# Why unitary evolution?

Gold Member
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But "symmetry arguments" are usually considered "first principles reason". Of course, if you have a non-static background spacetime, time-translation symmetry is gone, i.e., at least this argument is no reason for unitarity.

bhobba
Gold Member
But "symmetry arguments" are usually considered "first principles reason".
How do you know there isn't a time-translation invariant CPTP evolution?

Gold Member
2022 Award
This I don't know, but by definition a symmetry is realized in QT as a unitary (or antiunitary) ray representation. Analyzing the Galilei or Poincare groups for Newtonian or special-relativistic dynamics leads to unitary representations for the time translations, and that's why the time evolution of the system is described by a unitary transformation. The assumption of a symmetry is pretty restrictive in this sense.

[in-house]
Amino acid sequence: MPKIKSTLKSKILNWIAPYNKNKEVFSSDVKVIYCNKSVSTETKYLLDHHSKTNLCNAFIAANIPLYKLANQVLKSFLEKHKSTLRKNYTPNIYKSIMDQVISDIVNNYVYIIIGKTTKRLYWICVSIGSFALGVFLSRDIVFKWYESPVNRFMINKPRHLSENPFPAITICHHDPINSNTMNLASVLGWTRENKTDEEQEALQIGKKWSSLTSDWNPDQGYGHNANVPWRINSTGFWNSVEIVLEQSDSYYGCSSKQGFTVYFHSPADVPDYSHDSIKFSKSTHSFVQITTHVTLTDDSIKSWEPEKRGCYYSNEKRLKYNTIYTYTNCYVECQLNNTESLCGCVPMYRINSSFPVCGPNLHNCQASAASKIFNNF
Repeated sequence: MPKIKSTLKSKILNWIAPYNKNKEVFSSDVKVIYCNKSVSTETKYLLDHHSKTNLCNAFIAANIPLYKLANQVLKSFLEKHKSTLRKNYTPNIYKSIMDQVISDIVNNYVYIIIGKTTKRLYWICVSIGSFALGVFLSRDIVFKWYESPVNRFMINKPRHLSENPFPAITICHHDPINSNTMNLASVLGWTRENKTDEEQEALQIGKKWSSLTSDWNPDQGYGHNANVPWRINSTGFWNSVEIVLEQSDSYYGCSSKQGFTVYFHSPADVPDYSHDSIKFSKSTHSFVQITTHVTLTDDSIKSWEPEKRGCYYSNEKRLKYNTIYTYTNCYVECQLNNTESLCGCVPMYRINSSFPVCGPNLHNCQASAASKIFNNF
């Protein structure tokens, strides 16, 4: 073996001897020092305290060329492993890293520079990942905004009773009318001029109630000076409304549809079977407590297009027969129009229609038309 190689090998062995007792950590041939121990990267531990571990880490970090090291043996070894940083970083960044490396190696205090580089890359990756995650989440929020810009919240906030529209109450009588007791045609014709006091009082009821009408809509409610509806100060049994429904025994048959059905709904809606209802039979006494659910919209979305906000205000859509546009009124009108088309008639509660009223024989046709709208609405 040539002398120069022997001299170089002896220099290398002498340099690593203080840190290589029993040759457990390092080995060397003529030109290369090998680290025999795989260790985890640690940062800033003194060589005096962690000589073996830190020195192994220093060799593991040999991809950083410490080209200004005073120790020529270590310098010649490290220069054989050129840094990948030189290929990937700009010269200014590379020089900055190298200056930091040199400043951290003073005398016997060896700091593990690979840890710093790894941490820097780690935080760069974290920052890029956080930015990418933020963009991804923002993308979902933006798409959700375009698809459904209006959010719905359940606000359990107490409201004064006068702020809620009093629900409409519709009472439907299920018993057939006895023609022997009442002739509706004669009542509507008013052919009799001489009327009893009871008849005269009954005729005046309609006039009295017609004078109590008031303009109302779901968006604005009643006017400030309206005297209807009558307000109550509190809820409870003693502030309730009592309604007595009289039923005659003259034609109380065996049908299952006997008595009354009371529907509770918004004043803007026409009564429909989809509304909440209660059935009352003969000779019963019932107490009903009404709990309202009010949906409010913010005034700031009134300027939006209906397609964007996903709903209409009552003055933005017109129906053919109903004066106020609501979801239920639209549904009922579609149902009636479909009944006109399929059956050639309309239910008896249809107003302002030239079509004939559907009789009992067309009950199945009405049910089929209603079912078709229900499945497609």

Gold Member
This I don't know, but by definition a symmetry is realized in QT as a unitary (or antiunitary) ray representation. Analyzing the Galilei or Poincare groups for Newtonian or special-relativistic dynamics leads to unitary representations for the time translations, and that's why the time evolution of the system is described by a unitary transformation. The assumption of a symmetry is pretty restrictive in this sense.
Let me give some context, because it's not really that I disagree in any way.

Quantum Information is now a common enough topic at universities, either as an upper undergraduate course itself, part of a quantum computing one or aspects of it are built into basic QM courses. As students become more familiar with its techniques they see CPTP maps and even CPTP evolutions more and more, so they could ask:
"Well why can't you represent time evolution with a CPTP evolution? Why does it have to be represented unitarily?"

My thinking is basically the same as yours. There are time-translation invariant CPTP evolutions, but they don't represent a symmetry. They won't preserve things like transition amplitudes. So this symmetry based argument you gave earlier is much better than the usual "probs should sum to one".

Gold Member
2022 Award